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George Harrison - Living in the Material World [Blu-ray]

Price: £14.40 & FREE Delivery in the UK. Details
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George Harrison - Living in the Material World [Blu-ray] + Lennon NYC [Blu-ray] [Region Free] + Concert For George (Blu-Ray) [2011]
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Product details

  • Directors: Martin Scorsese
  • Producers: Martin Scorsese, Olivia Harrison, Nigel Sinclair
  • Subtitles: English
  • Subtitles For The Hearing Impaired: English
  • Region: Region B/2 (Read more about DVD/Blu-ray formats.)
  • Aspect Ratio: 16:9 - 1.78:1
  • Number of discs: 1
  • Classification: 12
  • Studio: Lions Gate Home Entertainment
  • DVD Release Date: 10 Oct 2011
  • Run Time: 210 minutes
  • Average Customer Review: 4.3 out of 5 stars  See all reviews (147 customer reviews)
  • ASIN: B005FPFRH6
  • Amazon Bestsellers Rank: 34,760 in DVD & Blu-ray (See Top 100 in DVD & Blu-ray)


Directed by Martin Scorsese, George Harrison – Living in the Material World is a stunning double-feature-length film tribute to one of music’s greatest icons.

Scorsese uses never-before-seen footage from George Harrison’s childhood, throughout his years with The Beatles, through the ups and downs of his solo career, and through the joys and pain of his private life, to trace the arc of George’s journey from his birth in 1943 to his passing in 2001. Living in the Material World features private home videos, photos and never before heard tracks to chronicle the incredible story of the extraordinary man.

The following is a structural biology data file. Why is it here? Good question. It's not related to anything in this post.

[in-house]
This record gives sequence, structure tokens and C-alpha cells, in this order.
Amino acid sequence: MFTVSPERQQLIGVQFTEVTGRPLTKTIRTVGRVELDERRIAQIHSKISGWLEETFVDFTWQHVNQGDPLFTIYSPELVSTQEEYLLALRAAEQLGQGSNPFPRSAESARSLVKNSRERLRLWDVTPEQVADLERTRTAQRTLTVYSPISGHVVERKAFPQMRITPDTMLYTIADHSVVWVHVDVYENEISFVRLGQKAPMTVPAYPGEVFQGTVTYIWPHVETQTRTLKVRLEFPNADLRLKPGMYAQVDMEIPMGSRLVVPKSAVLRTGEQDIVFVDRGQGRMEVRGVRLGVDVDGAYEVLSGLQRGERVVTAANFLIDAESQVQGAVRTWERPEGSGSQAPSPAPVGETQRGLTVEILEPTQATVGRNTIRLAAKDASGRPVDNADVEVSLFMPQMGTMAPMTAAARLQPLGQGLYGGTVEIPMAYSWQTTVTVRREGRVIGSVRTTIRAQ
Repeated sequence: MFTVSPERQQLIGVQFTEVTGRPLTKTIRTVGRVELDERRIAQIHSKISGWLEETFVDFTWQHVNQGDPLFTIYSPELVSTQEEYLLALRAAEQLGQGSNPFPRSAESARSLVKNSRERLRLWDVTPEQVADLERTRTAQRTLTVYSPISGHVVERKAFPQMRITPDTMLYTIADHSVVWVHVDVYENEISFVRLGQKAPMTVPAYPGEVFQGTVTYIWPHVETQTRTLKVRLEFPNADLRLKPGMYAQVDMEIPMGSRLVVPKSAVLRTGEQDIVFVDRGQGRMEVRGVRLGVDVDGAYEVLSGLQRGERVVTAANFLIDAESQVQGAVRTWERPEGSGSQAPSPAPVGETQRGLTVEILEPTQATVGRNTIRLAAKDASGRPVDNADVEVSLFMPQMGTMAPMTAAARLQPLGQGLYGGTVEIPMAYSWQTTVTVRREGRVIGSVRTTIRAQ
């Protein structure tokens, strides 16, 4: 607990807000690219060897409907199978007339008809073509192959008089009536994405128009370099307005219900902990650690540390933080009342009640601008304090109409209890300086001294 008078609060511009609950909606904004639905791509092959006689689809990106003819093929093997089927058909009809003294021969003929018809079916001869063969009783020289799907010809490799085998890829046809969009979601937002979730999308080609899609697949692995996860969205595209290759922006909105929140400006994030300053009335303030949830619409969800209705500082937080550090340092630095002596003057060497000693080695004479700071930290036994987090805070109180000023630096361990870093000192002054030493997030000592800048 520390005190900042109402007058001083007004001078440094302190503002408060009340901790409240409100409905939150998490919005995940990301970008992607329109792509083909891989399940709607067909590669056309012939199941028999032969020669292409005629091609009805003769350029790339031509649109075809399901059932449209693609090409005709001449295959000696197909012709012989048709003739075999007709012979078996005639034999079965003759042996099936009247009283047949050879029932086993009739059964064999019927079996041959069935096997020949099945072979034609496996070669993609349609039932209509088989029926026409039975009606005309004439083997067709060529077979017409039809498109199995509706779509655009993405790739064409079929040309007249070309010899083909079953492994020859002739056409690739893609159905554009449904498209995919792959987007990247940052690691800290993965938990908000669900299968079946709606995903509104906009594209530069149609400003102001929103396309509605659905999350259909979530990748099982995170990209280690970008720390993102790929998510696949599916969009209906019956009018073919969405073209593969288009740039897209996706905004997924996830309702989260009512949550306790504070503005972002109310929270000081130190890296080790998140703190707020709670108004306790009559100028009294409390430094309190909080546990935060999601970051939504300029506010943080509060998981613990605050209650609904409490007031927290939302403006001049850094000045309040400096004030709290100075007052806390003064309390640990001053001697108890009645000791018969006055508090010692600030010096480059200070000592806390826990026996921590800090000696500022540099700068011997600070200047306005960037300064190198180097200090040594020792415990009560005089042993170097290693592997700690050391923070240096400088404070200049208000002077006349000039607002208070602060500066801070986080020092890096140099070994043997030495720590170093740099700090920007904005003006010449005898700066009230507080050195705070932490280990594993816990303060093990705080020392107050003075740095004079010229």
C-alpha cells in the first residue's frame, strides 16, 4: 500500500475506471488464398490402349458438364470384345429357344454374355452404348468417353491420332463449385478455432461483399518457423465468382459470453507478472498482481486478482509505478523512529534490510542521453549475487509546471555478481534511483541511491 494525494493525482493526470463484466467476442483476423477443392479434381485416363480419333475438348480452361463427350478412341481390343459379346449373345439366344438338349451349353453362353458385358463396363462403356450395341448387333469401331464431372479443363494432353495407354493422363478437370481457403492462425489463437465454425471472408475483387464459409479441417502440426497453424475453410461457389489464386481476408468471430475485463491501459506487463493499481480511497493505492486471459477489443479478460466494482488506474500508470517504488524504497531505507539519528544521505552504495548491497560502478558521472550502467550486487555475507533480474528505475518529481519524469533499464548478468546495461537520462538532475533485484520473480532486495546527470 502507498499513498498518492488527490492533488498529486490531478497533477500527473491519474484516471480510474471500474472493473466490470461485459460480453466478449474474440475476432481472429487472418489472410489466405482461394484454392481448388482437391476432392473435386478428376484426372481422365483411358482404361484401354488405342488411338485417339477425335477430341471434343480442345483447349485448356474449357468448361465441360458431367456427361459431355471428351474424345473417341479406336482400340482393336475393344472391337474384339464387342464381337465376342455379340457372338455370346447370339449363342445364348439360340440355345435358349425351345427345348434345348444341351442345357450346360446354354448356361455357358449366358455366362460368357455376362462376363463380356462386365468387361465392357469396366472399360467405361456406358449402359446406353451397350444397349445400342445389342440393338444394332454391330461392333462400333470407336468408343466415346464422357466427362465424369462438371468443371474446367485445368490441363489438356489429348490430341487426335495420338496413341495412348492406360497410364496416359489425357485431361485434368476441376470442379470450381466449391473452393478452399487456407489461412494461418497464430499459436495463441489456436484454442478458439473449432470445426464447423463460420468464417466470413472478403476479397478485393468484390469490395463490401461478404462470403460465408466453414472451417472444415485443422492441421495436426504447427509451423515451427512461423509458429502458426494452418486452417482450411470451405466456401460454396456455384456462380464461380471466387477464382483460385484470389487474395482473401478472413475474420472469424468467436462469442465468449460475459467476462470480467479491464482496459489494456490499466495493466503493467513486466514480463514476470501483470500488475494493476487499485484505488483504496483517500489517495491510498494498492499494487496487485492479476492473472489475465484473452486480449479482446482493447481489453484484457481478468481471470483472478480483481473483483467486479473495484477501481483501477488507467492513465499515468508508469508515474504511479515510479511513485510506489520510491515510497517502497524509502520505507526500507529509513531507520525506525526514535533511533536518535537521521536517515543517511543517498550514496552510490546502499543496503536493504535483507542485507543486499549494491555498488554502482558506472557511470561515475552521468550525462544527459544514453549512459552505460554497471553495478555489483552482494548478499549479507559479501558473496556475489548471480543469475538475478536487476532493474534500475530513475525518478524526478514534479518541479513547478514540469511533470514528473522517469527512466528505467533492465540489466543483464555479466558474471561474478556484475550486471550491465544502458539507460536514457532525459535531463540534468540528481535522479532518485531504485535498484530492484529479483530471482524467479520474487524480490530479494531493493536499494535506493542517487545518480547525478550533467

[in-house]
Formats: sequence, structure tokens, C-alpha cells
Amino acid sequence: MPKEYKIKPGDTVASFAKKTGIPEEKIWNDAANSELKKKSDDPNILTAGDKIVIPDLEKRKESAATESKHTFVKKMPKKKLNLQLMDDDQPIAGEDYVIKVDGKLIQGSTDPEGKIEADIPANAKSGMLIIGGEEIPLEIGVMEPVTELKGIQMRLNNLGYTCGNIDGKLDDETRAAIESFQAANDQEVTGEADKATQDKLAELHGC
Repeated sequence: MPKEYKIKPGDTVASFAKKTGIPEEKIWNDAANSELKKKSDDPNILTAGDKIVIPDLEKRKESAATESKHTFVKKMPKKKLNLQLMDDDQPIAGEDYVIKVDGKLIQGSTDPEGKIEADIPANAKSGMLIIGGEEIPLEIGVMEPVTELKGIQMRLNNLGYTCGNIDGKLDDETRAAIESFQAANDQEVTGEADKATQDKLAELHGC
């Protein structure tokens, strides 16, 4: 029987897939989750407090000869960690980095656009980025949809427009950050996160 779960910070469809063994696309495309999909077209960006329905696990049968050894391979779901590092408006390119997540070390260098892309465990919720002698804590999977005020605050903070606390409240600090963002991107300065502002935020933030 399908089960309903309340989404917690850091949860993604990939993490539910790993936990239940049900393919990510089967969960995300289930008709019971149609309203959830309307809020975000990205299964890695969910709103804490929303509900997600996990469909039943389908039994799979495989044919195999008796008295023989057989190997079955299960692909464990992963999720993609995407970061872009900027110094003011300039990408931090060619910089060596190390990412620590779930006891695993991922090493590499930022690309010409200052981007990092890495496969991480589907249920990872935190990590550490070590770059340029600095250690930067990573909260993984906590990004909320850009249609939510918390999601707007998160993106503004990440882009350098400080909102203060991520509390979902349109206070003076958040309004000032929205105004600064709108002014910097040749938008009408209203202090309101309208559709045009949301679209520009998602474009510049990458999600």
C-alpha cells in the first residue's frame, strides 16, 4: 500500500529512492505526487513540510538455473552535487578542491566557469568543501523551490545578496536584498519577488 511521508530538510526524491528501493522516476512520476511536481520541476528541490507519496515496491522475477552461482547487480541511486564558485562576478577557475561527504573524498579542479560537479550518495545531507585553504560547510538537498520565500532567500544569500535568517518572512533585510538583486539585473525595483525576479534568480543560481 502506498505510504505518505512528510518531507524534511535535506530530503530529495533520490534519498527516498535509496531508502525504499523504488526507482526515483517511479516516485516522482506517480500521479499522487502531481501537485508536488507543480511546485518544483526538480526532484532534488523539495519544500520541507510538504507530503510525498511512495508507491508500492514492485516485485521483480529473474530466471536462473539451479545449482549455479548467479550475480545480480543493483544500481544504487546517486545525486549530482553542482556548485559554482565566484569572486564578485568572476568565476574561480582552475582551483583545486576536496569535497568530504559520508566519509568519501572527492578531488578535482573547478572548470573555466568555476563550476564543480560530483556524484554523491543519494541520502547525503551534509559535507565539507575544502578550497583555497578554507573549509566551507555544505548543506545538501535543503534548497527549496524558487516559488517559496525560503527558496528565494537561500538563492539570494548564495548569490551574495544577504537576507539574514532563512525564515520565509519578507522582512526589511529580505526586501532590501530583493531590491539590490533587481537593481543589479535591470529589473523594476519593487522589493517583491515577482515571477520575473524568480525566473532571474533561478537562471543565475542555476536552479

Despite its epic reach, the film is deeply personal. Ringo Starr, Eric Clapton, Paul McCartney, Yoko Ono, Olivia and Dhani Harrison, among many others, talk openly about George’s many gifts and contradictions and reveal the lives they shared together. In every aspect of his professional, personal and spiritual life, until his final hours, George blazed his own path.

As his friend John Lennon once said: "George himself is no mystery. But the mystery inside George is immense. It’s watching him uncover it all little by little that’s so damn interesting."

Special Features:
  • Paul McCartney interview
  • Here Comes The Sun 
  • Jeff Lynne interview
  • Damon Hill interview
  • Dispute and Violence

Customer Reviews

4.3 out of 5 stars

Most Helpful Customer Reviews

218 of 229 people found the following review helpful By Matt Blick on 5 Oct 2011
Format: DVD